The fact that CNN will stop broadcasting on cable networks in Russia from 31 December 2014 is stated in a letter from Turner Broadcasting System Europe (CNN’s owner), a copy of which TASS has. “With this letter we inform you that Turner is stopping the distribution of the CNN International television channel on the territory of the Russian Federation from 31 December 2014,” the letter says. The letter does not give the reasons for the decision. Turner Broadcasting System’s managing director in the CIS, Tatyana Kalita, declined to comment.

Akado and Vympelkom confirmed to TASS that they had received the letter. “Yes, we received the letter. We hope that next year the channel will broadcast on the territory of Russia again,” Vympelkom’s press service said.

Source: TASS news agency, Moscow, in Russian 2142 GMT 10 Nov 14

Jonathan also points out this article, which links the cessation of CNN broadcasts to a new law Putin has enacted:

(Source: Advertising Age magazine)

CNN, the cable news channel owned by Time Warner, will stop broadcasting in Russia after a new law was passed that limits foreign ownership in media companies.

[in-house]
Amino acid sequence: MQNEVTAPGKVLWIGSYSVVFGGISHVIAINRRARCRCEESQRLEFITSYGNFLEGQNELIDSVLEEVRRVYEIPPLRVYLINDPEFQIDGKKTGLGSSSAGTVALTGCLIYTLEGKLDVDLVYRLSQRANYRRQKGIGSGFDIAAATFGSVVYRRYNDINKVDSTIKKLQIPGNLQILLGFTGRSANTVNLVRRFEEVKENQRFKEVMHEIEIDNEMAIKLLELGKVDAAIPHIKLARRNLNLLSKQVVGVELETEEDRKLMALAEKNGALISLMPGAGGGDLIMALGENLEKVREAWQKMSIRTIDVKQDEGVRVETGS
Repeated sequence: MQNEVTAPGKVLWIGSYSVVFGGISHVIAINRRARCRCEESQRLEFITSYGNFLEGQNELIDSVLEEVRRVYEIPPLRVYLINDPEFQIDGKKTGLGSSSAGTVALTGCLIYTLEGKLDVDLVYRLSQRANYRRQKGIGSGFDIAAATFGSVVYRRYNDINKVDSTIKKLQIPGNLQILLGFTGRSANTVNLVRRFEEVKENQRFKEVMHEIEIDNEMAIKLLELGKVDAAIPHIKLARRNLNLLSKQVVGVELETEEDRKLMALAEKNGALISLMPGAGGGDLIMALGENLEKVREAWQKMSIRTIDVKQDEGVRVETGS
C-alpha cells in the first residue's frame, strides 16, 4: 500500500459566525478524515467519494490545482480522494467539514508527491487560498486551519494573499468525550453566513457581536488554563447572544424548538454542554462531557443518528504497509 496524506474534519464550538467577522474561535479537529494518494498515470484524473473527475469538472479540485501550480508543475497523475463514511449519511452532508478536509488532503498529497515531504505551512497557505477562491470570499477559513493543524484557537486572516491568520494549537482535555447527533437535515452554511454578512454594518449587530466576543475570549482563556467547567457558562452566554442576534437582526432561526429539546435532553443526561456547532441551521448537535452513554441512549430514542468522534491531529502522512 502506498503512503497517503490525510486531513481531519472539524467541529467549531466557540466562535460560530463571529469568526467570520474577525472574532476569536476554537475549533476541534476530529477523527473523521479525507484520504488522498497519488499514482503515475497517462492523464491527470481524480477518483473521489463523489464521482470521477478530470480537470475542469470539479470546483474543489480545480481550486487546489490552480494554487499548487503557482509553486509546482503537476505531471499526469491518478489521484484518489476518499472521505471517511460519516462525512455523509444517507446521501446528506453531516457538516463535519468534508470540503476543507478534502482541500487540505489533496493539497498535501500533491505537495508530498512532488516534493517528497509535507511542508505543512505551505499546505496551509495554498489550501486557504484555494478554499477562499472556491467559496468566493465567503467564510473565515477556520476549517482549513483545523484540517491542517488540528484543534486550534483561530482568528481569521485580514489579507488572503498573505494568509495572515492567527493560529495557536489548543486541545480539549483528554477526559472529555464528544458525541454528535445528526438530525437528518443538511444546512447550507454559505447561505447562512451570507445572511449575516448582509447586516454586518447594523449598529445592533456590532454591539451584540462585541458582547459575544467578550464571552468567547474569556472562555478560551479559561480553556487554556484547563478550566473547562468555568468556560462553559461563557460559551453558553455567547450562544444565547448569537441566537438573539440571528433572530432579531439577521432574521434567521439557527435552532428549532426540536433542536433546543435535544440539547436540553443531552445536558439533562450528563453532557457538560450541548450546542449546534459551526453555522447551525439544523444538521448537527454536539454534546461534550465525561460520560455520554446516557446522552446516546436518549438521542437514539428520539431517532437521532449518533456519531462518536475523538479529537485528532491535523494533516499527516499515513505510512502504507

Time Warner’s Turner Broadcasting division said it hopes to resume broadcasting eventually, according to an e-mailed statement. The move was first reported by Russia’s Vedomosti newspaper. CNN’s Moscow bureau operations are unaffected, according to the statement.

“Turner International is assessing its distribution options for CNN in Russia in light of recent changes in Russian media legislation,” Turner wrote in the statement. “We are bringing our existing distribution relationships to an end while we do that. We hope to re-enter the market in due course, and will notify our partners of any update about resuming these services.” 

Last month, President Vladimir Putin signed a law that requires Russian media with foreign owners to reduce non-Russian ownership to 20% by the end of 2016.

[Continue reading…]

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Bloomberg: Russia Plans Break From Global Web

"Russian Federation (orthographic projection) - Crimea disputed" by FutureTrillionaire - Own work. Licensed under Creative Commons Attribution-Share Alike 3.0 via Wikimedia Commons - http://commons.wikimedia.org/wiki/File:Russian_Federation_(orthographic_projection)_-_Crimea_disputed.svg#mediaviewer/File:Russian_Federation_(orthographic_projection)_-_Crimea_disputed.svg

(Source: Bloomberg)

Russia plans next week to discuss contingency measures to cut the country off from the global Internet in what the Kremlin called a necessary step to shield the nation from the U.S.-controlled worldwide Web.